- The baseplate is where the binding screws into the board.
Now that your bindings are squared away, it's time to look at the other parts of the board. On the next page, learn what you should consider when looking at a wakeboard's fins.
Wakeboards aren't just objects that float on the top of the water, moving you haphazardly wherever you steer them with your feet. They have components called fins, which are affixed to the underside of the board and act as a pair of (usually plastic) "claws" that grip -- or at least inhibit the flow of -- water as the board travels. Fins are a lot like a boat's rudder in that their placement keeps the board moving in a controlled, forward manner, which is the way you want it to move. Without the fins, the wakeboard would be much more likely to wildly and freely rotate on the water's surface, which would make riding the board, let alone attempting tricks, extremely difficult.
There are all sorts of specialized fins available, but in general, they come in two types: wide and thin. While both serve the same general purpose, a wide fin is better suited to beginners and intermediate wakeboarders. It moves more water around the board to create drag, which offers some additional stability. But even experienced wakeboarders opt for a wide fin sometimes -- in choppy water, for example, they're good insurance. Otherwise, the more advanced or adventurous wakeboarder may go for a thin fin [source: Discover Boating]. The thin fin pushes less water, and thus offers less drag. This might mean that the board will rotate on the water a bit more, but it also means the advanced rider will have more user-generated control and freedom to perform stunts.
You now know how the various elements of the board function, so there's just one more thing to consider -- the board itself. Keep reading to find out how size comes into play.
Similar to a surfboard, a wakeboard begins with a core constructed out of foam or polyurethane. It's then wrapped in a mixture of fiberglass and graphite -- the same lightweight, buoyant and difficult-to-break composite used to make water skis. Length-wise, wakeboards range from around 4 feet (1 meter) to 5 feet (1.5 meters). Their width can be anywhere from 15 inches (39 centimeters) to 17 inches (43 centimeters). As the board gets longer, its width increases too [source: Dick's Sporting Goods].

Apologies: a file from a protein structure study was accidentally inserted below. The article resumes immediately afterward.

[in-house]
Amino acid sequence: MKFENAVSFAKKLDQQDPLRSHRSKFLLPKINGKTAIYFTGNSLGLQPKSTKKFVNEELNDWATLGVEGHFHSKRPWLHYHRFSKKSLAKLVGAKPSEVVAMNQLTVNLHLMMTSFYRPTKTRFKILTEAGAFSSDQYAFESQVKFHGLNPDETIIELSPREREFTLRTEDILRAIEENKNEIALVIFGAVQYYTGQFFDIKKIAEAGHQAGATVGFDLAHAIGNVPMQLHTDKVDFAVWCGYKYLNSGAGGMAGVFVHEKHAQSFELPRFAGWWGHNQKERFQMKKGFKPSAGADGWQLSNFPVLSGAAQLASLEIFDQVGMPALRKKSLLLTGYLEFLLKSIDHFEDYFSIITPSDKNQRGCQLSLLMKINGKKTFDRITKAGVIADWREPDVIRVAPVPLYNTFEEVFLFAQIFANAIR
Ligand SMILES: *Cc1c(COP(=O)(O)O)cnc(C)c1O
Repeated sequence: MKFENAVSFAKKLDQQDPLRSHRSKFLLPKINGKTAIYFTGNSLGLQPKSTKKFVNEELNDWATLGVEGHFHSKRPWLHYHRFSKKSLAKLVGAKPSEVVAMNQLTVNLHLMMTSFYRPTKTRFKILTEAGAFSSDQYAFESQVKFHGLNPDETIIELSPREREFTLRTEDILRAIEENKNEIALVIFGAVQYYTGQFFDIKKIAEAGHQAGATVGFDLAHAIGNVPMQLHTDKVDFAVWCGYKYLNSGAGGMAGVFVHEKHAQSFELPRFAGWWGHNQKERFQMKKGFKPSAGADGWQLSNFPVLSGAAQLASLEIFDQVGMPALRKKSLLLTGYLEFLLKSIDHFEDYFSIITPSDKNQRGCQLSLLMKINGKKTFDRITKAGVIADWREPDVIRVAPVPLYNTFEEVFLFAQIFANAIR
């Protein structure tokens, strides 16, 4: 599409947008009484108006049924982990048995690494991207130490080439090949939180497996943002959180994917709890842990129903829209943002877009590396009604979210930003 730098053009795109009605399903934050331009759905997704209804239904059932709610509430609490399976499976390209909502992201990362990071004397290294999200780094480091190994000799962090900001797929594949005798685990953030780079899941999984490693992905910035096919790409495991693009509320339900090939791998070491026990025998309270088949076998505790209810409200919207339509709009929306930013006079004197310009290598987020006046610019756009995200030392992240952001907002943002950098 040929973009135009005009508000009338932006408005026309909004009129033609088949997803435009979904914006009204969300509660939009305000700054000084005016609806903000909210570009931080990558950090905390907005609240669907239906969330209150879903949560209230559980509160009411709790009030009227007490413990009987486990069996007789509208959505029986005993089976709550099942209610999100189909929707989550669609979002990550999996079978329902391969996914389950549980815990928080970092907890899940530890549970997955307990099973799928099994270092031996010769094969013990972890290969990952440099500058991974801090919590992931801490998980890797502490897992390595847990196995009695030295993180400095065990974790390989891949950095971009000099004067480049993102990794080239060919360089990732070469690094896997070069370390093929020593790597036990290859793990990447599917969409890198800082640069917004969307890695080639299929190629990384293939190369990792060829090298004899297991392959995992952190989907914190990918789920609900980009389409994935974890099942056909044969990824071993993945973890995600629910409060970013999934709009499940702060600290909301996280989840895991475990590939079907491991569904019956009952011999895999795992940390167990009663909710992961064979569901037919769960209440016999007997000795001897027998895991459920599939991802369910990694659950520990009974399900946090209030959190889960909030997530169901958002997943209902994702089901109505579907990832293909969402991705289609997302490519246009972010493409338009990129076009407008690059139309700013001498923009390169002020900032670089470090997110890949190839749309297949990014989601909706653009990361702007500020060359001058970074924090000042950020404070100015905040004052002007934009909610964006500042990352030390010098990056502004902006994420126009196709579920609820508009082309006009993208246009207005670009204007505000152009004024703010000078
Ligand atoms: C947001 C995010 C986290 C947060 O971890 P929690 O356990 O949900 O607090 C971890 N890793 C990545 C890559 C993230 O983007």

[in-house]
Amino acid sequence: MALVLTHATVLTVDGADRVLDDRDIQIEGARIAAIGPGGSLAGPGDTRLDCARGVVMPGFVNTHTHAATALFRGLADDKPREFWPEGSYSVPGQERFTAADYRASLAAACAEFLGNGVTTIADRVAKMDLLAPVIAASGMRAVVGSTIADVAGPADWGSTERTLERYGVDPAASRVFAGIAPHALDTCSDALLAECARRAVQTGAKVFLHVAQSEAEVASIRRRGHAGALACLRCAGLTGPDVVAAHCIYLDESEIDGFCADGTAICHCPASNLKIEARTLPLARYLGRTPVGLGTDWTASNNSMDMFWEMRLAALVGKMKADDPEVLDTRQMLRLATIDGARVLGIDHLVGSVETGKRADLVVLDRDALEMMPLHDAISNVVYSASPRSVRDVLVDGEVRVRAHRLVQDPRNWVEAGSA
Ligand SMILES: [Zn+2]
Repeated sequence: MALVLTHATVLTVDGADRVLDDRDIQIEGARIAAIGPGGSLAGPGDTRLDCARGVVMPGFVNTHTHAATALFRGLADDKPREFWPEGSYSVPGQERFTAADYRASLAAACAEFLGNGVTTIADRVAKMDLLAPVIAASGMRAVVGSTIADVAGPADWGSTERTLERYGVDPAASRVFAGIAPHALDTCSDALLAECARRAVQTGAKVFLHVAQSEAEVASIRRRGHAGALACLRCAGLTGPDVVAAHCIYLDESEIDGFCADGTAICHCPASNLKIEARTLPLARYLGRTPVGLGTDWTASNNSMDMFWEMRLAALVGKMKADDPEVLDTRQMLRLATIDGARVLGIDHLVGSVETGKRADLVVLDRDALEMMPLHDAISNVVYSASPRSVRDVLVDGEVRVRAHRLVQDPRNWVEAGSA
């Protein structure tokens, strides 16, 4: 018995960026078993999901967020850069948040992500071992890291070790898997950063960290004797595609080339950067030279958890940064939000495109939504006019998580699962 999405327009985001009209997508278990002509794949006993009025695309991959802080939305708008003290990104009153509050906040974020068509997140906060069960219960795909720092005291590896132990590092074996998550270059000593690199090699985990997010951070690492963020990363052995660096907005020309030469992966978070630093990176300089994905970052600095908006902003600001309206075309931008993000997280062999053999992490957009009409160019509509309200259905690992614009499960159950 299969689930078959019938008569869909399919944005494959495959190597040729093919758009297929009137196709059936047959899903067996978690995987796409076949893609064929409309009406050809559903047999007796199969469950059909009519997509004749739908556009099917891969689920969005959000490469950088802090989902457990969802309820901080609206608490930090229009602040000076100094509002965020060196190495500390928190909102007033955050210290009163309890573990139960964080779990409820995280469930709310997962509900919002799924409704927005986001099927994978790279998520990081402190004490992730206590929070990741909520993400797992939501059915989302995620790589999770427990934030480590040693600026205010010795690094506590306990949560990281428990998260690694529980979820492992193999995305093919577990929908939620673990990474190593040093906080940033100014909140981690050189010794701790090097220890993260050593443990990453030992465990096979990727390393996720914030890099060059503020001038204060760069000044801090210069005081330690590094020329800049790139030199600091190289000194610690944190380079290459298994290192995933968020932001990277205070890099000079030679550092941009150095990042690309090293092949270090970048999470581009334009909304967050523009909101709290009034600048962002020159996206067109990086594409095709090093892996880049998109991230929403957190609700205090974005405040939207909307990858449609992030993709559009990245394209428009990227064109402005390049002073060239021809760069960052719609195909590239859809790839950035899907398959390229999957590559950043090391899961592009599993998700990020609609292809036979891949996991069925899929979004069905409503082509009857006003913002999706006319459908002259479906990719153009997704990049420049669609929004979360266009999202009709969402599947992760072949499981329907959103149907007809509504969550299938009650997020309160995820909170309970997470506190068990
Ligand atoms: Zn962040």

So how long does your board need to be? Basically, the bigger you are, the longer your board ought to be, no matter what your experience level is. This is because, quite simply, extra board provides additional support for your frame. However, no matter if you're a big person, little person or medium person, if you're new to wakeboarding, choose a longer board. That extra board provides more stability, especially when starting and turning. It also makes learning easier. As you gain experience and hone your skills, then you can opt for an increasingly shorter -- and less forgiving -- short board.
For more information on wakeboarding and other water sports, follow the links on the next page.
Related HowStuffworks Articles
- Kalman, Bobbie. Extreme Wakeboarding. Crabtree Publishing Company. 2006.
- Dick's Sporting Goods. "Wakeboard Buyers Guide." (Accessed December 16, 2009)http://www.dickssportinggoods.com/info/index.jsp?categoryId=222798.
- Kovach, Brad. "10 Tips for Choosing a Wakeboard." Boater's World, use by permission on DiscoverBoating.com. (Accessed December 16, 2009)http://www.discoverboating.com/resources/article.aspx?id=378
- Tomlinson, Joe and Leigh, Ed. Extreme Sports: In Search of the Ultimate Thrill. Firefly Books. 2004.
- USA Waterski. "USA Wakeboard: History of Wakeboarding." (Accessed December 23, 2009)http://www.usawaterski.org/pages/divisions/wakeboard/WakeboardHistory.htm
- WaterSki Magazine. "How to Choose a Wakeboard." (Accessed December 16, 2009)http://www.waterskimag.com/features/2001/06/14/how-choose-to-a-wakeboard/